Ariel Mlynarzewicz (1964 - )


    Ariel Mlynarzewicz is an Argentine artist known as a draughtsman, painter and engraver. He has mastered a large range of artistic techniques: etching, aquatint, lithography, oil painting, drypoint and photoengraving. Mlynarzewicz underwent extensive training in Argentina and overseas and was mentored by other artists and backed by prestigious institutions. Born in Argentina on 2nd August 1964, his artistic talent became apparent early on, and at the age of just 10 he began to study painting in Oscar Botini’s workshop. Shortly afterwards in 1978, he studied life drawing and lithography with Ernesto Pesce.

    Born into an Argentine family of Polish descent, his journeys to Europe as a boy were formative. These journeys piqued his interest in different artists, firstly in Italian artists like Titian, Veronese, Tintoretto and Tiepolo (1978) and then on a trip to the Netherlands he developed a passion for Rembrandt. At the beginning of the 1980s, Mlynarzewicz began to dabble in engraving techniques and produced his first etchings and lithographs. In 1980 he was awarded the Banco Nación grant to study engraving with Eduardo Audivert. Subsequently, a journey around Latin America (1985) strengthened his interest in pre-Columbian art.

    In 1986 he represented Argentina at the Havana Biennial and obtained a bursary from the Kraków Academy of Fine Arts, Poland in order to perfect his engraving technique. His teachers were two renowned metal engravers, Stanislaw Wejman and Jacek Stroka. Upon returning to Argentina, he moved to the province of Córdoba to work with the famous Argentine artist Carlos Alonso, with whom he struck up a strong master-apprentice relationship. In 1992 he moved to Paris and obtained special permission to visit the Louvre daily for a six month period. Four years later he was awarded a grant by Fundación Antorchas, in association with the Tamarind Institute in the USA, in order to perfect his lithography skills.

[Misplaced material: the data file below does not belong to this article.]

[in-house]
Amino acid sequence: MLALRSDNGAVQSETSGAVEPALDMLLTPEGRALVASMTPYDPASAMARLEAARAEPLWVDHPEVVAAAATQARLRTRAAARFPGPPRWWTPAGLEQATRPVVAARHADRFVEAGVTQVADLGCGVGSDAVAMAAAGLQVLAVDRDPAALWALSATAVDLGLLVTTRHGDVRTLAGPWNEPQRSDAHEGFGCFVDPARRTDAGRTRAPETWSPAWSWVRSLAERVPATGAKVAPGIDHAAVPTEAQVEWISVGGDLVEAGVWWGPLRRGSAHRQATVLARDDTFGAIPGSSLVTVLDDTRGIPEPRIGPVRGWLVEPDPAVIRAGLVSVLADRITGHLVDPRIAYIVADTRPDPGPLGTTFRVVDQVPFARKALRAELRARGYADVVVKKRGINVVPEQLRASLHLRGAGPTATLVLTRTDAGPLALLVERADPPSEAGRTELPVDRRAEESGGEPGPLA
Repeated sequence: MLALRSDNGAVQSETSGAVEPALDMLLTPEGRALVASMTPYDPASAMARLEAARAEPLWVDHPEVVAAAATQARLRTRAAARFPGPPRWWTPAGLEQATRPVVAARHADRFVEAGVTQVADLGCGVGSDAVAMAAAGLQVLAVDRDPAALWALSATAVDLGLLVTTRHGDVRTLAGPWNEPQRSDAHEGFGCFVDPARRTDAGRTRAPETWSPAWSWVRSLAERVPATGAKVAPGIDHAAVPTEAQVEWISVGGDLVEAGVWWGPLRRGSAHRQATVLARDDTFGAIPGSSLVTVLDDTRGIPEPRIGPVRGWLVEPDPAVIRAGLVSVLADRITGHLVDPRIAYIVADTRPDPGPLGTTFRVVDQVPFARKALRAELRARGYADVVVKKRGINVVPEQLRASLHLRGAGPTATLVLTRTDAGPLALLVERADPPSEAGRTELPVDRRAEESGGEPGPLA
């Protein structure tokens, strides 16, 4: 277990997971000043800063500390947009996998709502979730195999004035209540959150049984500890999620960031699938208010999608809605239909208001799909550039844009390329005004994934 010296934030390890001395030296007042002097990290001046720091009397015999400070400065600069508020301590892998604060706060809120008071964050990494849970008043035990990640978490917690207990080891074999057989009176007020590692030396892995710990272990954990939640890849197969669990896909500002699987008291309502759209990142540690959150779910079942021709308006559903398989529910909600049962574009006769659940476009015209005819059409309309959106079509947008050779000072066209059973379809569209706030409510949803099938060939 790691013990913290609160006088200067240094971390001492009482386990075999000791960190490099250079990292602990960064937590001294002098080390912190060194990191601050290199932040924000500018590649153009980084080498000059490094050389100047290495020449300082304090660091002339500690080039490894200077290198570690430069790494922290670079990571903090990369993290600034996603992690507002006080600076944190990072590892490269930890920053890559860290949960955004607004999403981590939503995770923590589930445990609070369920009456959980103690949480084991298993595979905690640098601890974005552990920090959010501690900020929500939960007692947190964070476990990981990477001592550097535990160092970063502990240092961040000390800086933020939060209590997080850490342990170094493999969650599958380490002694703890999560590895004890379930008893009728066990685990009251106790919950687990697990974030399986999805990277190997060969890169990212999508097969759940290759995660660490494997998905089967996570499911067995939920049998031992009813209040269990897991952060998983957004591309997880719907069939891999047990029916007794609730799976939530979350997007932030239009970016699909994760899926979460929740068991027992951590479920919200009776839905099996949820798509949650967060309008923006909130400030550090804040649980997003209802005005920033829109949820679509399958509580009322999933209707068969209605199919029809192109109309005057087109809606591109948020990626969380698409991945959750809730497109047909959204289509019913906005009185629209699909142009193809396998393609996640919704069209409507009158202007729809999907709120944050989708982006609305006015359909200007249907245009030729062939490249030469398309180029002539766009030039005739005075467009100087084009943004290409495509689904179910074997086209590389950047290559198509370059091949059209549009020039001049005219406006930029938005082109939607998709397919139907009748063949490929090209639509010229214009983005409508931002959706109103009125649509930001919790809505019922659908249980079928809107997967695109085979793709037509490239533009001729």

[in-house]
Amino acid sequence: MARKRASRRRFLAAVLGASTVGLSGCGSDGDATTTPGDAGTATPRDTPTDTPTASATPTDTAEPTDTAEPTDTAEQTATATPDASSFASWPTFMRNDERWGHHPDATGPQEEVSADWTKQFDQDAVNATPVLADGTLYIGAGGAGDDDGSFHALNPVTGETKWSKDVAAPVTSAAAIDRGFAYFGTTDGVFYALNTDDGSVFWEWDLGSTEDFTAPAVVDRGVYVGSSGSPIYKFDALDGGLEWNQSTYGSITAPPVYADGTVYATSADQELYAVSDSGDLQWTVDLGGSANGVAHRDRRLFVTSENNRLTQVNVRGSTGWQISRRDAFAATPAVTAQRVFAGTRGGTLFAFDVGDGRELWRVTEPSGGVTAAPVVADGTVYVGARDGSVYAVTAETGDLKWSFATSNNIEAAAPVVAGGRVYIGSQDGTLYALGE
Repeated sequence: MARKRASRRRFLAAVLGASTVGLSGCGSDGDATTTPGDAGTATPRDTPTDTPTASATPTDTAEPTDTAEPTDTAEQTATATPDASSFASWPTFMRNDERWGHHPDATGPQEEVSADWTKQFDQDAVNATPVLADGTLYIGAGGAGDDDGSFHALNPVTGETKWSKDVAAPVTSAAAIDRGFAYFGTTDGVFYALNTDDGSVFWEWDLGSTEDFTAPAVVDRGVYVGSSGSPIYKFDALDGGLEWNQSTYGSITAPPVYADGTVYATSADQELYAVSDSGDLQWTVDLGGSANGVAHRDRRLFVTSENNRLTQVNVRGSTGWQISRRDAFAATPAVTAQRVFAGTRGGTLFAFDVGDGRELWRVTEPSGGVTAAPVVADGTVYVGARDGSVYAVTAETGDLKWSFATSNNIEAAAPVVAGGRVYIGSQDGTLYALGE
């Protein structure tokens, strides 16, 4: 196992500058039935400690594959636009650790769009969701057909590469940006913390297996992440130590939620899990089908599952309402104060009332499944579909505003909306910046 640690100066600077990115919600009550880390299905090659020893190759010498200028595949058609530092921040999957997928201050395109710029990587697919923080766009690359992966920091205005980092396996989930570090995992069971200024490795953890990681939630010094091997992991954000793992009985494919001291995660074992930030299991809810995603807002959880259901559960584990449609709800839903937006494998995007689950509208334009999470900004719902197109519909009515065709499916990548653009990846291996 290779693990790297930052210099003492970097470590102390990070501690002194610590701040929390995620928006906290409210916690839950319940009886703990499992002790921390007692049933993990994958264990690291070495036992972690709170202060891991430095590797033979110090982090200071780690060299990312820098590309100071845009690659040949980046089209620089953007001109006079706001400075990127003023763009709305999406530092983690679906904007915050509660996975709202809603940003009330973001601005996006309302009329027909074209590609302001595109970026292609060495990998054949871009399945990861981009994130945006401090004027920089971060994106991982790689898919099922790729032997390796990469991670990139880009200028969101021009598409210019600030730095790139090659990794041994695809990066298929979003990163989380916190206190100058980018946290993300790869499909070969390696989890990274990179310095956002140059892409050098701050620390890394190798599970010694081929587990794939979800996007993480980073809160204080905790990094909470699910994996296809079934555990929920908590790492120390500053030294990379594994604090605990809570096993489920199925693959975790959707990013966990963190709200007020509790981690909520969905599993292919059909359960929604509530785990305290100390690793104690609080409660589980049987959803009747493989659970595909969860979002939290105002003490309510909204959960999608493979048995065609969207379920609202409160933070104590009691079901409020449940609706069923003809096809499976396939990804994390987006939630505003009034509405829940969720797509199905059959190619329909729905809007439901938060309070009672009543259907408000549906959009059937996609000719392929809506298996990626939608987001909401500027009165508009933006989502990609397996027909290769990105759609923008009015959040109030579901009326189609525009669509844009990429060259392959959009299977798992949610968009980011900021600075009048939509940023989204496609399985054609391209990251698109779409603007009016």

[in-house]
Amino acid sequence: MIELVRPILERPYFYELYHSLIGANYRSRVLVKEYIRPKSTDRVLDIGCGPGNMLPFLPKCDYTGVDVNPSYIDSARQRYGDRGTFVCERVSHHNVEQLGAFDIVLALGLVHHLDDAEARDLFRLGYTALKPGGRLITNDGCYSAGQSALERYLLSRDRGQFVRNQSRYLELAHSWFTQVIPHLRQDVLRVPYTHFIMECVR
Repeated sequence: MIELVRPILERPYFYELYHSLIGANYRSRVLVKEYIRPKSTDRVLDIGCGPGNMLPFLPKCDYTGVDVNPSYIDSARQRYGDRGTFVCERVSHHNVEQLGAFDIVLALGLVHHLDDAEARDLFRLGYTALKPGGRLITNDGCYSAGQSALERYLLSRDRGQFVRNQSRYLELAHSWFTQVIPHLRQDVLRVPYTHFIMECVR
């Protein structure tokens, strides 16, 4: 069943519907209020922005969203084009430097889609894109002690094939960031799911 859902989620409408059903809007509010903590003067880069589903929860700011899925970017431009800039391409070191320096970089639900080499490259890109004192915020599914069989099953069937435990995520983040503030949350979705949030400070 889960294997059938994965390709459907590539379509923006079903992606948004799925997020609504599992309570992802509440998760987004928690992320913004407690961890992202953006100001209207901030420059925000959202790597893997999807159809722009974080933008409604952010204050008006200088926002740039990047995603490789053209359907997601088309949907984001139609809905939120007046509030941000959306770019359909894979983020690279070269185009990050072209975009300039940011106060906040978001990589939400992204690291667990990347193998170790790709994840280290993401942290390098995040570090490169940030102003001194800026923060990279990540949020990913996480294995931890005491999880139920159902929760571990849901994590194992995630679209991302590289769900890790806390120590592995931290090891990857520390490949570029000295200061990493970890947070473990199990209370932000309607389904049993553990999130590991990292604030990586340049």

One theme that particularly stands out among his works is what Eva Grinstein has called “a double-sided daily routine” reflected in “a dialectic of public and private life” where the street, its landscapes and its characters alternate between private and family life.

    Throughout his career Mlynarzewicz has had numerous individual exhibitions in and outside Buenos Aires, as well as overseas in Poland (1987), New York (1991), Mexico (1992 and 1996) and Chile (1994).

    Recognition of his art is reflected in various prizes he was awarded early in his career, such as second place in engraving at the “Salón Nacional de Grabado y Dibujo” (1983), the “Banco provincia de Santa Fe” prize (1983), the prize for the Best Foreign Entry at the Bienal Internacional de Arte de Valparaíso, Chile (1994), and the Grand Prize for engraving at the Salón Nacional in Argentina (2008), among other awards.

    Between 1994 and 2001 he taught engraving at the Prilidiano Pueyrredón National School of Fine Arts in Buenos Aires and is also currently part of the teaching team for the Friends of the National Museum of Fine Arts.

    This multidimensional artist has participated in diverse projects from illustrating the novel La Historia by Martín Caparrós in 1997 to painting the lobby ceiling in the Royal Theatre in Buenos Aires in 2009. He was named Illustrious Citizen of Buenos Aires by the City’s Legislature on March 13th 2013.

    Text by Dulce María Dalbosco

    Translated by Max Turner and Sebastian Bustamante-Brauning

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